This Biryani is a delightful twist on the Classic Biryani with tandoori flavours. The meat is cooked with curry leaves and green chillies in a tomato based gravy spiced with tandoori masala and fragranced with coriander leaves. This is a perfect dish for those who are time pressed and also, offers variation in the every-day classic biryani with scrumptious zest. This Biryani recipe is not the same as the Classic Biryani I made before rather a whole other take on Biryani. This recipe is made with chicken cubes with curry leaves and the addition of the Ready Spice Mix of Tandoori Masala. The Masala Spice Mix are very common now anywhere you go. Every retailer who is just about any retailer will carry them in their store. The tandoori flavour to the rice is very appetizing. It has an earthy flavour to it and that which is enhanced by the flavour contributed by curry leaves. Though curry leaves maybe small, they are packed big with extremely strong curry flavour. Once they hit steam or oil, the wafting aroma of curry will engulf your house in seconds. The flavour is also extremely dominant, so if you use a whole lot, they will invade other flavours in your curry or gravy and take over, which will not be so much appealing. However, fresh curry leaves are much stronger in smell and flavour as compared to dried curry leaves which are robbed of their flavour as they dry out, so if you use dried curry leaves, you might want to use a little more than required as compared to fresh curry leaves. Unfortunately, where I live, fresh curry leaves are hardly accessible, so I have no option but to use drìed. So, if you are using fresh, cut the quantity by half listed in the recipe.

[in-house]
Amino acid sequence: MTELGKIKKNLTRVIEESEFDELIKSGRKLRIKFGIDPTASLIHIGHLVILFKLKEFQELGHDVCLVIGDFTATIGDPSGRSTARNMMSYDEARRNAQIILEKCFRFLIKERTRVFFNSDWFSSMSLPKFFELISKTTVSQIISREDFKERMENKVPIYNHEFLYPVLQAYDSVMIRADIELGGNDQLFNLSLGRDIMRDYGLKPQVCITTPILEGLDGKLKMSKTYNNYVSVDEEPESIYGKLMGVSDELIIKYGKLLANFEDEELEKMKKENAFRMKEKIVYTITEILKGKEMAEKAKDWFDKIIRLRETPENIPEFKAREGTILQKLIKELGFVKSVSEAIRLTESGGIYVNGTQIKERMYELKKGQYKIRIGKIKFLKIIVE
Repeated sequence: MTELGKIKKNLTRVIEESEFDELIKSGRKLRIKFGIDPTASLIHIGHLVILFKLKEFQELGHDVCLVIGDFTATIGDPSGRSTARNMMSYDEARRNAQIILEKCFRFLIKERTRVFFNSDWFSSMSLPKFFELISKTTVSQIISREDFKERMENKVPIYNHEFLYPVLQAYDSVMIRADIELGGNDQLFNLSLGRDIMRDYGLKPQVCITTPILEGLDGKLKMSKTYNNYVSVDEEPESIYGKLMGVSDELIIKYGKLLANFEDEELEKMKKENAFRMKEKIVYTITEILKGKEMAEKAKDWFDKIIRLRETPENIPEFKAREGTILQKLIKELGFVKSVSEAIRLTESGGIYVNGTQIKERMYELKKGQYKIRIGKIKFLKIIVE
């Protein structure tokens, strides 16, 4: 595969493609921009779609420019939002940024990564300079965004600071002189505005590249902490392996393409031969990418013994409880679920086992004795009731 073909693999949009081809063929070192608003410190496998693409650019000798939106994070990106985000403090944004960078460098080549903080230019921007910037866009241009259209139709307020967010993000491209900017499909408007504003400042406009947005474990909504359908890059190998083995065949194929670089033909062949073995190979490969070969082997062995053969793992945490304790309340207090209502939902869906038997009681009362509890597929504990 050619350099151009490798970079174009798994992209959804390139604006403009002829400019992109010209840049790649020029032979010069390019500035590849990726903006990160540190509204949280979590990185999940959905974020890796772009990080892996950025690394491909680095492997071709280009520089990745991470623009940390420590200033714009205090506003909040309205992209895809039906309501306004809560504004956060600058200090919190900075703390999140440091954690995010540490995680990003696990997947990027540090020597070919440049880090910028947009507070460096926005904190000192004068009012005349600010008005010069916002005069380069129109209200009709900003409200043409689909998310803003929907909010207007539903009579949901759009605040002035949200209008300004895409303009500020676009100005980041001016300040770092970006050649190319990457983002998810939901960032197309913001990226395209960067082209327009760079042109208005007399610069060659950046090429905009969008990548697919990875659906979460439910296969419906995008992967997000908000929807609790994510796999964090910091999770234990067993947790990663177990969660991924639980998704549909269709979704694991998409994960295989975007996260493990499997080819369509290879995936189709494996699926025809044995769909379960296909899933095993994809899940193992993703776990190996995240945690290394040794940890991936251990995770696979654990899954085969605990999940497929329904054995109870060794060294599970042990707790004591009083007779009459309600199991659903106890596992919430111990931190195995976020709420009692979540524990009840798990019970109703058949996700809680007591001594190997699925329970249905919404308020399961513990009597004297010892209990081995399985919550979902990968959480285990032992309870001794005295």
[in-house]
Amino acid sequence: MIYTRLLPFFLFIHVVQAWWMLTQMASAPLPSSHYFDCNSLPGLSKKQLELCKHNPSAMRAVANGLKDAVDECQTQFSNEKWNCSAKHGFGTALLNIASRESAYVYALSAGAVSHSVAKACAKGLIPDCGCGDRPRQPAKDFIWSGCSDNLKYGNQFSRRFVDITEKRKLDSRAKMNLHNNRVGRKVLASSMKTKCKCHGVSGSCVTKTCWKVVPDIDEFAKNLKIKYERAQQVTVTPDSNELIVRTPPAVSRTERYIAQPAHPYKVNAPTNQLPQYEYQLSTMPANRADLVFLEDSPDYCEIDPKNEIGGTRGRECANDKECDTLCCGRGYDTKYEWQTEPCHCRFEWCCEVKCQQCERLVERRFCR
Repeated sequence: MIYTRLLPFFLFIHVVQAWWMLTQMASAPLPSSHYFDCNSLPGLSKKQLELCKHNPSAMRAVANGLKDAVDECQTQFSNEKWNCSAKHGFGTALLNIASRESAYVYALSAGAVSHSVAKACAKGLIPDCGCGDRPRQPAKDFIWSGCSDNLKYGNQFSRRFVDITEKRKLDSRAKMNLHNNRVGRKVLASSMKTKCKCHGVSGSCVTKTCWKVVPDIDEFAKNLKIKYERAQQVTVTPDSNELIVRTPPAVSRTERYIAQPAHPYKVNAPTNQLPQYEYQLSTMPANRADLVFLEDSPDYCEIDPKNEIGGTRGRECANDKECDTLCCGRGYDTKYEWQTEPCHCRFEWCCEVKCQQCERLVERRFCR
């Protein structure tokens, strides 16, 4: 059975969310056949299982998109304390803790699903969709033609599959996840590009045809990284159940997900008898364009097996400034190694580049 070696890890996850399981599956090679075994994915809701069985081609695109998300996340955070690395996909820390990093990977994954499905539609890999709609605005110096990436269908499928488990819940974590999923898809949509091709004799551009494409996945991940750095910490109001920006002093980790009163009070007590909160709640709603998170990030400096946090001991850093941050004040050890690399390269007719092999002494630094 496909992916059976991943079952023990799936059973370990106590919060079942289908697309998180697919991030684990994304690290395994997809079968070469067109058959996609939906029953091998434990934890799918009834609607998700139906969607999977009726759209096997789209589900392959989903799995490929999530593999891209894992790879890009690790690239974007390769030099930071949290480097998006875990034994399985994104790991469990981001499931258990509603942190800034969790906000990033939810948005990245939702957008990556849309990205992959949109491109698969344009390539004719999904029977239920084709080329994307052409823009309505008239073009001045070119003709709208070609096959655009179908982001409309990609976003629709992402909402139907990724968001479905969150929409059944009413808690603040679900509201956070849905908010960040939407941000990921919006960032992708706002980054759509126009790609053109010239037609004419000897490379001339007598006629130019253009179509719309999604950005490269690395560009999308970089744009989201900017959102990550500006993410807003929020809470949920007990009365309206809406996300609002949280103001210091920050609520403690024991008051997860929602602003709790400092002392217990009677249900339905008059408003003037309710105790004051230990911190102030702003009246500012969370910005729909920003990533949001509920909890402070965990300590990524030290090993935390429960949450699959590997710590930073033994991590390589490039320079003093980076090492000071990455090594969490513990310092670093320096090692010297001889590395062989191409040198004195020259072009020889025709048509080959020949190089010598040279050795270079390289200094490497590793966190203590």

Coming to the tandoori masala, it is wholesome when smoked which gives a smoky tandoori fragrance. If you are one of those who like the BBQ smoked edge to your meat, feel free to smoke the gravy before adding in the rice. However, me, personally, like this without a smoky effect. The spice blend is simply perfect and it is not too heavy on the palate. I really don’t want to loose the light heartedness of the whole dish by smoking it. Then again, it’s on liking preference.
Of course, the traditional Biryani is made using Mint as the soul herb of the dish. It’s mint that differentiates Biryani rice from any other. It is what makes biryani, Biryani; but, like I said this is a tandoori version of the classic dish and hence, I used coriander to perfume my rice. It amplifies the tandoori flavour and adds a fresh zest to the rice.